Janesville teachers pledge money in fundraiser to save staff, programs
Janesville School District employees are contributing to a fund to help save their schools. WCLO's Beth Wheelock reports.
JANESVILLE Janesville teacher Stephanie Kortyna opened up her wallet Wednesday at Craig High School to save school programs and jobs threatened by deep cuts that the Janesville School District faces in coming months.
Kortyna, who teaches fifth grade at Jackson Elementary School, agreed to pledge 1.5 percent of her weekly salary—an amount equal to the pay raise she’s expecting next year—to support “Save Janesville Schools,” a community fundraiser aimed at retaining employees and programs in the Janesville School District.
Kortyna was one of dozens of district staff that donated at a fund drive set up Wednesday in a hallway at Craig High School. It was the kickoff event for Save Janesville Schools.
In just two hours Wednesday, district staff donated 89 cash gifts worth $31,240 and 50 staff pledged to give an additional $50,442 in gifts next year, according to organizers.
“It really wasn’t a hard decision when you look around and see a lot of your good friends, your colleagues losing their jobs. Anything you can do to save those jobs,” said Kortyna of her donation.
As she signed over part of her paycheck, Kortyna said she was also thinking of her fifth grade students.
“If this (fundraiser) is going to help even one program or even one student, then the effort is worth it,” she said.
Save Janesville Schools, which is made up of teachers, residents and school administrators, is trying to raise as much as $6 million over the next two years to help the district retain employees and school programs in the face a $13.4 million shortfall in next year’s budget. The shortfall could spell layoffs of more than 100 teachers, officials said.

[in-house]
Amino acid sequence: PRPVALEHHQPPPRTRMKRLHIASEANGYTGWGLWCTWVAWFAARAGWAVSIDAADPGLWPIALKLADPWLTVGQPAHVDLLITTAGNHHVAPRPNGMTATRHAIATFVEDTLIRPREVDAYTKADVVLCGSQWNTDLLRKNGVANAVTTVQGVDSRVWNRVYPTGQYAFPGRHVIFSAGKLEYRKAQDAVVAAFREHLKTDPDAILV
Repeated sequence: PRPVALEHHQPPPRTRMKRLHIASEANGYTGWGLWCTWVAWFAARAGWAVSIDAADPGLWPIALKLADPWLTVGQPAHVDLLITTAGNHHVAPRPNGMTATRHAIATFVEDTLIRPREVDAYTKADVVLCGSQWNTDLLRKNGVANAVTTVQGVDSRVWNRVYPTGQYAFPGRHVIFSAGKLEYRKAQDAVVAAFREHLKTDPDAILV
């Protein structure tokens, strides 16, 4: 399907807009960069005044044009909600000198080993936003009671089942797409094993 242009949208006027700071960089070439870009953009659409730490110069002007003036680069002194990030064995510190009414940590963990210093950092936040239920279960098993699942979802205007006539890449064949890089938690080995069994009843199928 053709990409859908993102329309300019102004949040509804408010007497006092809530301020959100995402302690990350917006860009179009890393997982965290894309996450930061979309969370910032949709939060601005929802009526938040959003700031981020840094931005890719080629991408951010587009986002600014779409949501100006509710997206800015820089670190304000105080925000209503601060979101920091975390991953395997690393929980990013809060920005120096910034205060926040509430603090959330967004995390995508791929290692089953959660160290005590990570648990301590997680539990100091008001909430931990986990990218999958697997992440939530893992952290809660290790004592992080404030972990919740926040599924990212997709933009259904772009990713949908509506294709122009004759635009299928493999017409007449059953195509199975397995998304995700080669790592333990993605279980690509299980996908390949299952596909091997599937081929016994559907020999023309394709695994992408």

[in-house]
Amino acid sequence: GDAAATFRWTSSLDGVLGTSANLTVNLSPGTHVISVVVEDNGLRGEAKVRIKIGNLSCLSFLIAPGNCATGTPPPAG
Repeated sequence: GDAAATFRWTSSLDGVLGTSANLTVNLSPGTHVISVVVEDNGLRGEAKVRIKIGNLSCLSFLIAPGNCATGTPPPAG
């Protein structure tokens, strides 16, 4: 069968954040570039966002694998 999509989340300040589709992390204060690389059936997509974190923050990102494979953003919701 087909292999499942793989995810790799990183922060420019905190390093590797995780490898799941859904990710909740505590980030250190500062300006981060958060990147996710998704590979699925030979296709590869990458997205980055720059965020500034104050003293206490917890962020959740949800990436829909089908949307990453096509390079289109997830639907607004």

Donations will go to the Community Foundation of Southern Wisconsin, a tax-exempt charity that will receive and invest the donations and distribute the money to the school district. The school board and administration will decide how to use the money, but must apply it specifically to positions and programs that best support district students.
Mike Morgan, a sixth grade teacher at Marshall Middle School, agreed to donate most of his anticipated salary increase next year in hopes the district can retain programs like advanced placement courses to give students an academic advantage.
Morgan is a Janesville native. He pledged even though he’s not sure if his wife, Kathy Morgan, will have a job next year.
Kathy teaches fourth grade at Madison Elementary School, but she received a layoff notice earlier this month, and is waiting to learn whether she could be called back.
“I don’t know how easy it’ll be to give, but I still wanted to give back to the Janesville Schools because I am a product of the district. I am who I am today because of this district,” Morgan said.
Organizers said they hope that district employees and local residents will keep donating throughout the first wave of the fundraiser, which ends June 1, in time to help the school board and the district decide which programs or staff could be retained.
Save Janesville Schools co-organizer Jim Reif said he clings to a simple formula: If donors would pledge $300 for each of the 10,000 students in the district over the next two years, the fundraiser would meet its goal.
“It is do-able,” Reif said.